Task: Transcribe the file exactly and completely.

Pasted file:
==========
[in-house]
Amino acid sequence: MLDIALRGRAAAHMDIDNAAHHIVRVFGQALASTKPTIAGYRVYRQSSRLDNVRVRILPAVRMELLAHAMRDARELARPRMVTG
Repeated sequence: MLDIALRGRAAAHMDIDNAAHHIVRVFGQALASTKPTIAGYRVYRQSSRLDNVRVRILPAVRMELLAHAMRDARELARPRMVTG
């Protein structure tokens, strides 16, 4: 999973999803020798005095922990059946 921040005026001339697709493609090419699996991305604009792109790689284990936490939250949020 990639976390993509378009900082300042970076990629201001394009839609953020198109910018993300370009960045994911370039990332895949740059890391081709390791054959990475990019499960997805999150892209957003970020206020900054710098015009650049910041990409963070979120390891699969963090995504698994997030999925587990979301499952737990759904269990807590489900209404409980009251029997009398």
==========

[in-house]
Amino acid sequence: MLDIALRGRAAAHMDIDNAAHHIVRVFGQALASTKPTIAGYRVYRQSSRLDNVRVRILPAVRMELLAHAMRDARELARPRMVTG
Repeated sequence: MLDIALRGRAAAHMDIDNAAHHIVRVFGQALASTKPTIAGYRVYRQSSRLDNVRVRILPAVRMELLAHAMRDARELARPRMVTG
């Protein structure tokens, strides 16, 4: 999973999803020798005095922990059946 921040005026001339697709493609090419699996991305604009792109790689284990936490939250949020 990639976390993509378009900082300042970076990629201001394009839609953020198109910018993300370009960045994911370039990332895949740059890391081709390791054959990475990019499960997805999150892209957003970020206020900054710098015009650049910041990409963070979120390891699969963090995504698994997030999925587990979301499952737990759904269990807590489900209404409980009251029997009398």